Strong accountability systems set a clear expectation that schools must improve academic outcomes for all of their students, not just some. They focus attention and resources on the full range of students. And they prompt action when schools don’t meet expectations for any group.
Thanks to the tireless work of policymakers and partners in the civil rights, business, and disability communities, ESSA has important provisions aimed at ensuring that states put in place strong accountability systems. These include the requirements that state accountability systems expect more progress for groups of students who have been behind, base school ratings on the performance of all groups of students, and require action whenever a school consistently underperforms for any student group.
The law is also clear that state accountability systems must be responsive to unique state and local contexts and build on the insights of local stakeholders — especially the low-income communities and communities of color with the most at stake.
But recognizing and honoring the need for state and local decision-making does not, as some have suggested, mean that from now on, the U.S. Department of Education should do nothing more than cut checks. Because in all the celebration of “a return to state and local control” surrounding this law, let’s not forget that the state and local track record of serving the interests of vulnerable students is not a good one. Without strong guardrails on accountability, many states are likely to replace what some have called “test and punish” not with a more comprehensive — and more nuanced — improvement and accountability strategy, but with something far more damaging: “test and ignore.”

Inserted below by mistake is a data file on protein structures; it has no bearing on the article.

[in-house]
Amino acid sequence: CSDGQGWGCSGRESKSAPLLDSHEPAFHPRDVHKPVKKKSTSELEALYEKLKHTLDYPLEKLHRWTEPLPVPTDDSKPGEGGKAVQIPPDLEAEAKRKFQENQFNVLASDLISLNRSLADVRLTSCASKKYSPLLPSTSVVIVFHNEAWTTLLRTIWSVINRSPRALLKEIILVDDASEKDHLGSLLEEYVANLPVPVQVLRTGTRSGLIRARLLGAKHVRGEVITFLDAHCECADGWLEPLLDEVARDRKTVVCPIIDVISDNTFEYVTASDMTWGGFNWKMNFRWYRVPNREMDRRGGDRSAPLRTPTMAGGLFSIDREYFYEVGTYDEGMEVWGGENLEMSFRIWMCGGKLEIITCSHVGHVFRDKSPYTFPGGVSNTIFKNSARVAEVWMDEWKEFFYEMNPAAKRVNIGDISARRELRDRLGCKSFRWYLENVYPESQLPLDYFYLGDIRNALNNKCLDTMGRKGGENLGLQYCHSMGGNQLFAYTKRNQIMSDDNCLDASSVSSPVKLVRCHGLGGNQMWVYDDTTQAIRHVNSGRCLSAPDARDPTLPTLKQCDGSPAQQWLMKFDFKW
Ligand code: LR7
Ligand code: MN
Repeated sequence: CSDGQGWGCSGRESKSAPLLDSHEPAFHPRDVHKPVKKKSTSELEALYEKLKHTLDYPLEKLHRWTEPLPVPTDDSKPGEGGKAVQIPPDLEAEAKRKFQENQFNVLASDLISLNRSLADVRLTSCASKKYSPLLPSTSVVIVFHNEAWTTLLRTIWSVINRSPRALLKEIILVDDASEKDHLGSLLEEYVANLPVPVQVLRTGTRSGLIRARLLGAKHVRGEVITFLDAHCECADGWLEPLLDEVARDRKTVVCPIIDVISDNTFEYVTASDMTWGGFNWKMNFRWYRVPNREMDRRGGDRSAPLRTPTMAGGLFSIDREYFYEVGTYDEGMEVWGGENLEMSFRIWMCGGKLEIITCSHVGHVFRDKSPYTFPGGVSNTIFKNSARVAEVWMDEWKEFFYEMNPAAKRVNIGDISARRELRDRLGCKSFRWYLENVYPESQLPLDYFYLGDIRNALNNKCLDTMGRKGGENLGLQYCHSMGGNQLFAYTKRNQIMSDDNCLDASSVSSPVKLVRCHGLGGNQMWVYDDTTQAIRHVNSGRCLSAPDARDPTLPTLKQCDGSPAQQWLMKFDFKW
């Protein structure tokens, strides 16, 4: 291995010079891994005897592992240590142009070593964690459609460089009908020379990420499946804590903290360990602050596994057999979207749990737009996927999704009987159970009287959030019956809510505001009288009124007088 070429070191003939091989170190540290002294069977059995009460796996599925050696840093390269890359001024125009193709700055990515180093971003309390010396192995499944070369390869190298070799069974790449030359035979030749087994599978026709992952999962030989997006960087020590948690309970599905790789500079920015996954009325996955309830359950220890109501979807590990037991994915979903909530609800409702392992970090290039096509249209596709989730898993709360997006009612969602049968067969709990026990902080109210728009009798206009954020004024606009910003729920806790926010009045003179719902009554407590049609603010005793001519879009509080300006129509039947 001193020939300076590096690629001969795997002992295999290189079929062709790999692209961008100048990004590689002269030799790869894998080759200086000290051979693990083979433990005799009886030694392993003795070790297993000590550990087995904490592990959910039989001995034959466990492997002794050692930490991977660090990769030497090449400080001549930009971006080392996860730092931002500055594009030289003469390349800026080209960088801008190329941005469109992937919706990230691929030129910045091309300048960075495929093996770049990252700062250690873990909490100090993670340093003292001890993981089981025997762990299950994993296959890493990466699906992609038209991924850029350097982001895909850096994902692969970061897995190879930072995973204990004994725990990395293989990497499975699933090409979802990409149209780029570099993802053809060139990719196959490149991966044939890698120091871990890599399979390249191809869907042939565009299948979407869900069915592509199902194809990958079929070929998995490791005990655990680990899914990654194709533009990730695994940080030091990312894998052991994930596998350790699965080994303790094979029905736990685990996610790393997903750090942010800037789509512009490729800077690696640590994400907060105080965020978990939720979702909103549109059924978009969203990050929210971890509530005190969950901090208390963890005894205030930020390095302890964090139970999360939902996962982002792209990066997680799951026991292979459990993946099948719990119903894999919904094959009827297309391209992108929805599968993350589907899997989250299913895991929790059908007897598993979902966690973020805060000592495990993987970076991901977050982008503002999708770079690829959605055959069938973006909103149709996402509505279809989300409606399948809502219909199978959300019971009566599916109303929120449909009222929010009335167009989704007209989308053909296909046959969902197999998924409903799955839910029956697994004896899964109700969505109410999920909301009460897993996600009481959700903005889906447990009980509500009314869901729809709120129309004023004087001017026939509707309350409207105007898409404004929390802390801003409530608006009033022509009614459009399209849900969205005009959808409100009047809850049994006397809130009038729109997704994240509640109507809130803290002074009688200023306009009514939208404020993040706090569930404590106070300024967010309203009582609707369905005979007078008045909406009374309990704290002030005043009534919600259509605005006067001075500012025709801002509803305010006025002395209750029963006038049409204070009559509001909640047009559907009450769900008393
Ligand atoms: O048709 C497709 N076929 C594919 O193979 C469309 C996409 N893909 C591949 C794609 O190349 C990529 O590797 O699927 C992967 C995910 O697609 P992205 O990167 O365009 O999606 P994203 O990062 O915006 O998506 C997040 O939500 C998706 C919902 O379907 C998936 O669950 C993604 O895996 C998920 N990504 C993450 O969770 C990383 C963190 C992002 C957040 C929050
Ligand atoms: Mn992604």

The U.S. Department of Education has the opportunity, obligation, and authority to ensure that states and localities are taking seriously their responsibility to all of their children. This starts by issuing regulations that further clarify ESSA’s accountability provisions and guard against all-too-common risks to equity.
Specifically, we encourage the Department to issue regulations that:
- Require states to base the definition of “consistently underperforming” for any subgroup on the statewide goals and interim performance targets for each individual group. As a linchpin of both school ratings and supports and interventions for struggling students, the definition of “consistently underperforming” is critical to ensuring that all schools are held accountable for how they are serving all groups of students. To serve this purpose, this definition must include not just the lowest performing schools for a group of students, but schools anywhere along the performance spectrum that are not making progress for one or more groups. Basing this definition on state goals and progress targets will ensure a focus on progress in all types of schools and action when that progress is not happening.